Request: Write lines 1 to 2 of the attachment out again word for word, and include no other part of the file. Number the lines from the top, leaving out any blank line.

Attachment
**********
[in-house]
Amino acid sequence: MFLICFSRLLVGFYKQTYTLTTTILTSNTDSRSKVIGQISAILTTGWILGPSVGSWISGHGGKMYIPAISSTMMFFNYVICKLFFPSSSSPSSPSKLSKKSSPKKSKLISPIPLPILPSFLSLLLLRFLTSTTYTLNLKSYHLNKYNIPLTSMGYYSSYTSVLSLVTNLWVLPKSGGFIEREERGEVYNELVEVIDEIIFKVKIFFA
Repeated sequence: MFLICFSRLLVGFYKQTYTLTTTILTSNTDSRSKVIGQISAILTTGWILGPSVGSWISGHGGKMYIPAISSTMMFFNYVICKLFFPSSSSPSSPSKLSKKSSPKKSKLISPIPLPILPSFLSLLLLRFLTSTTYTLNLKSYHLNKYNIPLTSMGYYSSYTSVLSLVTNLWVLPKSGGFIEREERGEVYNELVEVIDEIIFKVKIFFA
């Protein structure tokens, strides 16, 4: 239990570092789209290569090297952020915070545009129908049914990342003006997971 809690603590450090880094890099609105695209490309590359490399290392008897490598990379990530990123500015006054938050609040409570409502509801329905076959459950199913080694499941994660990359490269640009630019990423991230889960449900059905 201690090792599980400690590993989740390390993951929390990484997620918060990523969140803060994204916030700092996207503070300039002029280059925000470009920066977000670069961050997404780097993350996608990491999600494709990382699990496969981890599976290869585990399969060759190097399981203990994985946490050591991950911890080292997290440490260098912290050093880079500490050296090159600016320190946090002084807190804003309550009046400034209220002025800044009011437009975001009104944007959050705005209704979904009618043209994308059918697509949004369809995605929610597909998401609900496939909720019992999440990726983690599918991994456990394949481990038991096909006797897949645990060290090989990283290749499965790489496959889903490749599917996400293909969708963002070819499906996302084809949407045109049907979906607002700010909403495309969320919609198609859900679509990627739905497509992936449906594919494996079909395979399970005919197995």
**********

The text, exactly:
[in-house]
Amino acid sequence: MFLICFSRLLVGFYKQTYTLTTTILTSNTDSRSKVIGQISAILTTGWILGPSVGSWISGHGGKMYIPAISSTMMFFNYVICKLFFPSSSSPSSPSKLSKKSSPKKSKLISPIPLPILPSFLSLLLLRFLTSTTYTLNLKSYHLNKYNIPLTSMGYYSSYTSVLSLVTNLWVLPKSGGFIEREERGEVYNELVEVIDEIIFKVKIFFA